Q2. What metrics determine your success?

We want:

Even if we don’t get the Prime Minister to grow a mo, we would have still raised awareness by creating content that engages our audience.

Q3. Did you really create a social media strategy, or is this stuff just common sense for CKDJ?

Absolutely we created a social media strategy. If I just posted the video on YouTube, I don’t think it would have done much. It would have gotten lost within the thousands of hours of video being uploaded to YouTube every second. If we didn’t use social media to promote it, it would not have been picked up by mainstream media, and the dominoes wouldn’t have fallen into place. If you want to get your message heard, you need to find a way to get it out there to the people who will get it on another channel.  Sometimes you just have to light the fire a little bit.

Q4. Boil down your strategy and tactical approach for me

Well, step one was make the video, and then promote it on Twitter. I tweeted (and emailed) 40-50 news organizations and around 100 journalists that I follow or knew existed. I also tweeted key cultural figures, such as George Stroumboulopoulos (@Strombo), Alan Cross (@AlanCross), or Algonquin College graduate Tom Green (@TomGreenLive), in hopes that they would retweet the message and share the video. I even sent our news release to some press secretaries on Parliament Hill.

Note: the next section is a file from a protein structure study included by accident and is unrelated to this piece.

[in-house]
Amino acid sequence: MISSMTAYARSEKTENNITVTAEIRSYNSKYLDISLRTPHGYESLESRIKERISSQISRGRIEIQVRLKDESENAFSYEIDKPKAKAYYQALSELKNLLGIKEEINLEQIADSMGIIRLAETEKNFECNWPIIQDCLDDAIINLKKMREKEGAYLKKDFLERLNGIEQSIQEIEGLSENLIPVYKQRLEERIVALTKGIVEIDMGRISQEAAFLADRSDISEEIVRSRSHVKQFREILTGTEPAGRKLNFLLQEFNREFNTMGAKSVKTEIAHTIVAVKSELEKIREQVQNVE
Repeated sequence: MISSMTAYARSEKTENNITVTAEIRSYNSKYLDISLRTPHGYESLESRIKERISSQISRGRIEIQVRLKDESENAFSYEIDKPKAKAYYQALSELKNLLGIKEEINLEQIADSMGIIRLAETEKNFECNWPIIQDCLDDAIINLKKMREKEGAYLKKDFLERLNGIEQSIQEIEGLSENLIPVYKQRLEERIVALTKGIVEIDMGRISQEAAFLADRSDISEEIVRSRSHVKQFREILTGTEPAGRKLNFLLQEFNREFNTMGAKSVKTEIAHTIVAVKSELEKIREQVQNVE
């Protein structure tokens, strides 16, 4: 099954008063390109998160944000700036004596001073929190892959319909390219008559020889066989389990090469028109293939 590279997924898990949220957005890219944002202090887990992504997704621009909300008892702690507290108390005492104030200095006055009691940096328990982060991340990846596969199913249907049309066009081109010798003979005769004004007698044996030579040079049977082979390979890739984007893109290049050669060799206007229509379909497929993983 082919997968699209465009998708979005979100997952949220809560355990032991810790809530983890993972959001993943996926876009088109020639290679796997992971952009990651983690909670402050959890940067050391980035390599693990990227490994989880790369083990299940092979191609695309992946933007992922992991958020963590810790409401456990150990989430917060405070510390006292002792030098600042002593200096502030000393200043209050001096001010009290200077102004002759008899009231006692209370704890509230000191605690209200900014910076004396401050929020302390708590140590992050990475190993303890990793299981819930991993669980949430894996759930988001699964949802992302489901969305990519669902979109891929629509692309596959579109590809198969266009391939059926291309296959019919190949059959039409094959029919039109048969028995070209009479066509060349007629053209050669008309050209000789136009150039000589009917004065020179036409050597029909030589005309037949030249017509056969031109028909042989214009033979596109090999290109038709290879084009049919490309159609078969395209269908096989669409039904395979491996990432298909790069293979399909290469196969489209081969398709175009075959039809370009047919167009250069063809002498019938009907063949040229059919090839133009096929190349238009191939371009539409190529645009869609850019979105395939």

Within our Twitter strategy, we created a hashtag (#MoHarper), and added the hashtag for #Movember. Then we made sure that every single tweet was sent with our station’s handle (@CKDJ1079) and the @MovemberCanada handle so that everything we did was noticed by Movember Canada. Next thing I knew, the phone rang and it was one of the head organizers of Movember Canada calling me from Toronto. He thanked me for being involved and gave us the heads-up on some things that they were doing this week to help build momentum. But if I didn’t use social media to reach out in the first place, the video would have just sat on YouTube with a couple dozen views.

Ryan Gibson and his 2010 "Mo"

Ryan Gibson and his 2010 "Mo"

We’ve also created a Facebook page where we share our events, media coverage, and news about the campaign. It’s turning out to be a great place to connect with our audience.

Once I had the social media structure and protocols established to manage our brand, I then looked to other students in the program to leverage their social networks and share our message about Movember beyond just the social media properties owned by CKDJ.

Q5. Did you look at social media and traditional media as separate, or complementary?

This is the first time I’ve tried anything like this; I’ve never even run a campaign before. At first I saw them as separate, but as I started to implement the plan, I saw for the first time how those properties overlap.

Q6. Tell me about the YouTube video